After the ‘sermon’, there was a prayer. I bowed my head and closed my eyes, but wondered if other’s were doing the same, as it appeared that the prayer was not a spontaneous one, but one being read from a Scientology text. As was my practice when visiting any unfamiliar place of worship, in my heart, I thanked God for the opportunity to be exposed to many different things, and to seek his face, and to know that wherever I was, I was going to be ok.

With my ears, however, I listened to the prayer, which was called  the “Prayer for Total Freedom”:

May the author of the universe enable all men to reach an understanding of their spiritual nature.

May awareness and understanding of life expand, so that all may come to know the author of the universe.

And may others also reach this understanding which brings Total Freedom.

At this time, we think of those whose liberty is threatened; of those who have suffered imprisonment for their beliefs; of those who are enslaved or martyred, and for all those who are brutalised, trapped or attacked.

We pray that human rights will be preserved so that all people may believe and worship freely, so that freedom will once again be seen in our land.

Freedom from war, and poverty, and want; freedom to be; freedom to do and freedom to have.

Freedom to use and understand man’s potential — a potential that is God-given and Godlike.

And freedom to achieve that understanding and awareness that is Total Freedom.

May God let it be so.

Nothing in the prayer seemed wildly out of the ordinary.  I realized when I opened my eyes, that I was praying within my own religious context – checking – hey is there anything about this prayer that I might not feel comfortable saying or praying? When I came up with the answer no, I felt relief and contentment. Weird.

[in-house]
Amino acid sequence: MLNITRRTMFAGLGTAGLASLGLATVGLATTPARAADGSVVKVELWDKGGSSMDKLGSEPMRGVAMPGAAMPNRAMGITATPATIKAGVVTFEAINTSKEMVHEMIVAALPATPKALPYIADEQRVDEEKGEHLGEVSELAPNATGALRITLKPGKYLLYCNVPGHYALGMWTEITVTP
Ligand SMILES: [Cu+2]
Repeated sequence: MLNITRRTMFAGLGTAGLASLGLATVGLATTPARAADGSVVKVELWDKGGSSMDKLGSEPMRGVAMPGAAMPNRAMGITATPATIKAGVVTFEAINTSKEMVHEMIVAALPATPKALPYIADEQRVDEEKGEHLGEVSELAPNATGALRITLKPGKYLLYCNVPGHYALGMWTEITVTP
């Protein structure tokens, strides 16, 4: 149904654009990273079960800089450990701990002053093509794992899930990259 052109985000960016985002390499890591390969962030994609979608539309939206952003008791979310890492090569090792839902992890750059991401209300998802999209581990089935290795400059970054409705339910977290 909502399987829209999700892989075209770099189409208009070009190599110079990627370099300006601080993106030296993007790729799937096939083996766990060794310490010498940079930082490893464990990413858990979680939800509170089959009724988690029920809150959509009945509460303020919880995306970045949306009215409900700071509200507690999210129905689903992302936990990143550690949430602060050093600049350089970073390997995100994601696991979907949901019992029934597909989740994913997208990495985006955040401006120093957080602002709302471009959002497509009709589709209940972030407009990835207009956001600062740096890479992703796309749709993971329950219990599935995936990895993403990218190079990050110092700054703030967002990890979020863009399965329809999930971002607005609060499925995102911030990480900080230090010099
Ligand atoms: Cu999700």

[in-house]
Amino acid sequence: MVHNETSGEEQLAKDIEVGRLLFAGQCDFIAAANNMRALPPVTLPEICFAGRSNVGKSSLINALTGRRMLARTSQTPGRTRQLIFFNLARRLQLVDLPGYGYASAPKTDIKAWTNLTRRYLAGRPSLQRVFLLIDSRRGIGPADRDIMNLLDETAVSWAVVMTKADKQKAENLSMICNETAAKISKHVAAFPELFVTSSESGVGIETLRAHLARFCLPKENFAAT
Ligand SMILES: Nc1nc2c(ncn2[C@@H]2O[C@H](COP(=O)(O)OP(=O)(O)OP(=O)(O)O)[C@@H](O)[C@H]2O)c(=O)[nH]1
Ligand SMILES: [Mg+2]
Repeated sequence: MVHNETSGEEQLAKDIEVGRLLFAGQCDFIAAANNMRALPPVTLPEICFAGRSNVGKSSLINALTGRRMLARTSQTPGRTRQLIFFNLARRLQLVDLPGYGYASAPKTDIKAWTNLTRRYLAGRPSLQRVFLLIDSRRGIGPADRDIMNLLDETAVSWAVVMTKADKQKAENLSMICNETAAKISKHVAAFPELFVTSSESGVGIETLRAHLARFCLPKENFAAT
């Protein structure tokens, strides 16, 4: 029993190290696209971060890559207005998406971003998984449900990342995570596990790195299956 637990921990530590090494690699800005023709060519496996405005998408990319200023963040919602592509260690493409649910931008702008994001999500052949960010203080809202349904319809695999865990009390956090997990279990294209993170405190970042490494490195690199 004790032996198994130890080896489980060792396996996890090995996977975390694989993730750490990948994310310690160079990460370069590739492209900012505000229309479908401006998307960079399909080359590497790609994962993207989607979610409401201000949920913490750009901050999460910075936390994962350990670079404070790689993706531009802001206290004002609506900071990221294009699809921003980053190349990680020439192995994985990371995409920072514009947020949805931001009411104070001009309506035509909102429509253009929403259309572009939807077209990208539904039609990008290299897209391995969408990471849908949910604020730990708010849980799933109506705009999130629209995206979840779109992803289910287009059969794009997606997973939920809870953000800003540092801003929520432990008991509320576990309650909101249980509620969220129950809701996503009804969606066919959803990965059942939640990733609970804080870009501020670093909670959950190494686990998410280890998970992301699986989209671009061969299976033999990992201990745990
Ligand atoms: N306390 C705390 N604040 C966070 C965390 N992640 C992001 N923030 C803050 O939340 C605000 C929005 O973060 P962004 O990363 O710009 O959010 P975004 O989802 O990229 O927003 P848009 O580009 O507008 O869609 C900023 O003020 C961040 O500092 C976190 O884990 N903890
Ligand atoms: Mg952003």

The “service” took 30 minutes. That was it!

I look for common ground. I was hyper aware, despite my desire to come with an open mind, that this church has quite the reputation. I kept waiting for something out of the ordinary to happen. I kept waiting for something overly controversial to be said. 

After it was over, I was in the lobby looking over all the materials, and the same woman/mother asked if I had any questions. I really did not. She asked if I was there to do a report or if I was there for myself. When I said I was there for myself, she lit up and asked me if I wanted to take a personality test.

Uh oh.

I had heard about said personality test and thought, well what the heck. But the problems arose again where the test asked for my personal information, which I really didn’t want to give to the Scientologists, or anyone who wasn’t my friend.(full name, address, phone number). I decided to start the test and make that decision later. Well, after 25 questions, I flipped over the document and realized it was hundreds of questions.

Too many questions.

 I decided at that point I would take it with me, and that I might fill it out and might not. As I left, I let the woman at the front desk know that I would take it with me and fill it out at home. She said to me that I should just bring it back the next time I came, and that she knew I would be back.

I just nodded and smiled.

It is my understanding that further training would have been based on the result of that test, which, not surprisingly, I never ended up filling out – I am imagining that is why I didn’t really experience any of the stereotypically idiosyncratic behavior that one hears about Scientology in the media.

Nobody shows you anything bad the first time you meet them. That’s a pretty universal truth, methinks.

One thing that was a little curious was that after my time with the Scientologist, before I put the key in and started the ignition, I sat in my car and made a decision to visit my home Church, which I hadn’t visited since January. It was the mother’s day service and I got there in the middle, but I realized that I yearned for something familiar after the very-not-familiar experience of visiting the Church of Scientology.

I would be remiss if I didn’t share the reactions of others when I told them I visited the Church of Scientology in Chicago. As this year went by, I chronicled my journey on my Facebook page, posting only the picture of the church, the date, and the name of the church. Those who saw that I visited the church of Scientology  had some interesting things to say:

  • “Ooooh…details if you can. If there’s a danger you’ll go missing if you do share, I’ll totally understand mum’s the word.”
  • “Didn’t know they actually had “church” Do tell.
  • “Very interested in your thoughts on this experience!”

After I didn’t post a response (as I generally did not write much about each experience until I started writing this book in earnest), I received this comment.